• This discrepancy is due to the fact that in major cities like Delhi, Mumbai, Hyderabad and Kolkata, population growth has been largest outside the fringes of the official administrative boundaries.
    • These areas have urban characteristics but do not fulfil the criteria to be designated as urban


  • Family and kinship:
    • Affects not only the family structure but also intra and inter-family relations, as well as the functions the family performs
    • Disruption of the bonds of community
  • Caste:
    • Caste is a rural phenomenon whereas class is urban
    • Caste identity tends to diminish with urbanization
    • Caste system continues to persist and exert its influence in some sectors of urban social life
  • Status of women:
    • While middle class women get employed in white collar jobs and professions, lower class women find jobs in the informal sector
    • Enhancing the social and economic status of women


  • Urban poverty:
    • With increasing urban population the urban poverty has also become widespread.
    • As the India Urban Poverty Report, 2009 suggests, there is “urbanization of poverty” with the ratio of urban poverty in some of the larger states being higher than that of rural poverty
  • High urban unemployment
  • Growth of slums:
    • According to 2001 Census, the total slum population is 42.6 million representing 15% of the total urban population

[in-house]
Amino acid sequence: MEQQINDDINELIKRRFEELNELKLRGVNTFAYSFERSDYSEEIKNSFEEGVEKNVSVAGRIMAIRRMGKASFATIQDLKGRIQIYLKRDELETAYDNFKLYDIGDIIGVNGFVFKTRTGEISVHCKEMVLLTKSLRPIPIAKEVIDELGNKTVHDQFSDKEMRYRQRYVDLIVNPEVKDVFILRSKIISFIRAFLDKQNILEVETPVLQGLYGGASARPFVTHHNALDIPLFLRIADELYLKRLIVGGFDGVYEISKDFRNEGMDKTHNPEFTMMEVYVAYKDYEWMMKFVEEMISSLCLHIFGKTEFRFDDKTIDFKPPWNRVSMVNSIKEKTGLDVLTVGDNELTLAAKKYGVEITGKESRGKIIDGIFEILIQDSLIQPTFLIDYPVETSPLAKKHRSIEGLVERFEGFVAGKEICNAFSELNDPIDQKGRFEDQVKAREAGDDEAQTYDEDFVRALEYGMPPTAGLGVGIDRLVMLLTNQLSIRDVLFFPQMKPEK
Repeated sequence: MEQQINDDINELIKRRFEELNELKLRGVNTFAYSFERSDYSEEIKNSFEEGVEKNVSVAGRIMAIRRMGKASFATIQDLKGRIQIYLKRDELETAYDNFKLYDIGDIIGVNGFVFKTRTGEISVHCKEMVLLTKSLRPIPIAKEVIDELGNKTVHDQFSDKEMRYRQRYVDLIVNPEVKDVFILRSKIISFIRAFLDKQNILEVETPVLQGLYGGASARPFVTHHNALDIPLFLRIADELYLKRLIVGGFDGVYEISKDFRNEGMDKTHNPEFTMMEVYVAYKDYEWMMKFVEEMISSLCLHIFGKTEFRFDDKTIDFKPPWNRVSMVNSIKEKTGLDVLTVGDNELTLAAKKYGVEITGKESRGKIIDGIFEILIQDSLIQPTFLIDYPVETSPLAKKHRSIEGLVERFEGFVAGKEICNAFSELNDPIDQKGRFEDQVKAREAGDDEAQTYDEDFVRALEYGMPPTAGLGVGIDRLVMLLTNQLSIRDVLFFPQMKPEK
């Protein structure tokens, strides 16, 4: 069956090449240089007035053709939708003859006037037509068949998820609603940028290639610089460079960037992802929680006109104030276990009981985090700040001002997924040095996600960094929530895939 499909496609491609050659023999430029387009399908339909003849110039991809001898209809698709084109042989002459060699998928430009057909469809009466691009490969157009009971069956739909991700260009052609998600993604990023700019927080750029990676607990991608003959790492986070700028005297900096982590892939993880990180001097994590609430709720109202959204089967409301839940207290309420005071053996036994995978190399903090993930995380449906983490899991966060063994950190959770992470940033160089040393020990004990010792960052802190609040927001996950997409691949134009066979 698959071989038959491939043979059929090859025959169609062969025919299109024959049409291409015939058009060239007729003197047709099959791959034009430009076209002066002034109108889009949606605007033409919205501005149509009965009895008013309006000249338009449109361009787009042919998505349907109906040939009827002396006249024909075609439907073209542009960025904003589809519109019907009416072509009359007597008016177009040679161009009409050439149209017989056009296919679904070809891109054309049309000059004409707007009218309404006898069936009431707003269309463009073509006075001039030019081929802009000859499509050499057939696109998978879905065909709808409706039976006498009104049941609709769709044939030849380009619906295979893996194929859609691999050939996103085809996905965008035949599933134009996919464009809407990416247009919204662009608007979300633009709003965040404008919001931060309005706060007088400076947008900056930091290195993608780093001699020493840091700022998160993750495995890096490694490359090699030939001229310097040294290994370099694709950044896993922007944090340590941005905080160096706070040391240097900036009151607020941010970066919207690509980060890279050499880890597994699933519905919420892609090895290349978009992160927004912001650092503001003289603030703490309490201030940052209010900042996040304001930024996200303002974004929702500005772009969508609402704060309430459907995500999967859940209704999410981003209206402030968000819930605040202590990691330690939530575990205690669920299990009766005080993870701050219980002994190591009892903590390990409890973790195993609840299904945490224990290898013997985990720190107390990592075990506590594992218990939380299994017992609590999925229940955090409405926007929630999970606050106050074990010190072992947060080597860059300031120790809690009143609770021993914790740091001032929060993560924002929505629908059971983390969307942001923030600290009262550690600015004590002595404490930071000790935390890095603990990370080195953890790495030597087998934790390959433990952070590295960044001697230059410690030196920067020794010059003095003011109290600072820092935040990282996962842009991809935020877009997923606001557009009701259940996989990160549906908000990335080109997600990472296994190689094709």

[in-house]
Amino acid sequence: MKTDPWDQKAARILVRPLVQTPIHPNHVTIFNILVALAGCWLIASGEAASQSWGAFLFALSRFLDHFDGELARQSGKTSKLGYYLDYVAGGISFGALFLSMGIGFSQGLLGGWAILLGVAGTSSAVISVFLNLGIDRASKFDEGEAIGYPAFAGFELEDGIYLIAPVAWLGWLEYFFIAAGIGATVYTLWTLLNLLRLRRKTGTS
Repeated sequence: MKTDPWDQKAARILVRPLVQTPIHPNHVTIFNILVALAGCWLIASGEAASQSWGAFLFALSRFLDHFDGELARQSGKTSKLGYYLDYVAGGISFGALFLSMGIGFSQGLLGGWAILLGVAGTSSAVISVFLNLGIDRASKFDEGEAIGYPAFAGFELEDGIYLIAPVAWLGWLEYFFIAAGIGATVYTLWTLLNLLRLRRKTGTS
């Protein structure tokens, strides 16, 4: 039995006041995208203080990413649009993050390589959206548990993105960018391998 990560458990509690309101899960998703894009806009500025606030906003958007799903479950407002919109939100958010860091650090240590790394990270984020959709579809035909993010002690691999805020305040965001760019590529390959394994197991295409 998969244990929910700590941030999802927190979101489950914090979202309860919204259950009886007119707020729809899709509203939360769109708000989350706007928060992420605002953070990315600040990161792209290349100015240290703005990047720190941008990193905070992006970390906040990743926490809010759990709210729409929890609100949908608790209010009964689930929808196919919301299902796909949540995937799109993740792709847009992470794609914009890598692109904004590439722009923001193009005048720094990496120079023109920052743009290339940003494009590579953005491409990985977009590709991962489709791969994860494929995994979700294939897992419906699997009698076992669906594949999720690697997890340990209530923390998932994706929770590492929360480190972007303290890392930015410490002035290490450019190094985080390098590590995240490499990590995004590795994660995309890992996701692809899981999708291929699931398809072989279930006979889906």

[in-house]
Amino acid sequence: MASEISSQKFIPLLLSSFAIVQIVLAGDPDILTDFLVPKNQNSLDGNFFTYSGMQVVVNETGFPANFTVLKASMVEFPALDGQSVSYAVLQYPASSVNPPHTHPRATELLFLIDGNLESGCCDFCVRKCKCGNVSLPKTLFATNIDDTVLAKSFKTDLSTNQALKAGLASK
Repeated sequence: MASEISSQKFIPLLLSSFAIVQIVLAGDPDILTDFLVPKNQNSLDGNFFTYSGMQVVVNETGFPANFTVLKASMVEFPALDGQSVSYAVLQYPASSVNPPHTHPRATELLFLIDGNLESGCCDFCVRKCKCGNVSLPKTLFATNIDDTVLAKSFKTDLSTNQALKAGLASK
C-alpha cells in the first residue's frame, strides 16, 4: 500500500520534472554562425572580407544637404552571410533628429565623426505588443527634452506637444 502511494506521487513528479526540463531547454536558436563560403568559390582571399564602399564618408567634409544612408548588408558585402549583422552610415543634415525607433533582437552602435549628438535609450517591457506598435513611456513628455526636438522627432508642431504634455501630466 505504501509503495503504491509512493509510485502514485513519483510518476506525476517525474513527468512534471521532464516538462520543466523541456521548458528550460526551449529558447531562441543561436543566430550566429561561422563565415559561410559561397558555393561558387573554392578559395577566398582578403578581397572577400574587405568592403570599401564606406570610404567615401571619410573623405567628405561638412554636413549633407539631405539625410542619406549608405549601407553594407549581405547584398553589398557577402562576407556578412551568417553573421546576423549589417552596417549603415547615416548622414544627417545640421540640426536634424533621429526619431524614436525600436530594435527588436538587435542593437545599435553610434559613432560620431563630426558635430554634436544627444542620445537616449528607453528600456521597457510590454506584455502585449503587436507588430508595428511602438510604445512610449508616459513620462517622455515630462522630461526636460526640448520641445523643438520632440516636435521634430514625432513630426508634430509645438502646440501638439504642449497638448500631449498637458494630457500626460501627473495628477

• 38% of the total slum population reside in the million plus cities
    • Reasons slum proliferation:
      • Population explosion and poverty
      • A regional imbalance in development creates rural to urban migration
      • Huge demand for land
      • Rising material costs and labour costs resulting from labour shortage
      • Lack of efficiency of urban local bodies coupled with unplanned city management
      • Delayed procedures for land development forces
      • Social backwardness forces people to live in congested areas away from main areas.
      • Lack of political will for developing slum
  • Inappropriate planning
    • This has led to high costs of housing and office space
  • Critical infrastructure shortages and major service deficiencies:
    • Erratic power and water supply, poor solid waste management system, poor sewerage system
  • Inadequate transport systems:
    • Poor investment in transport sector has led to unsustainable levels of private vehicle use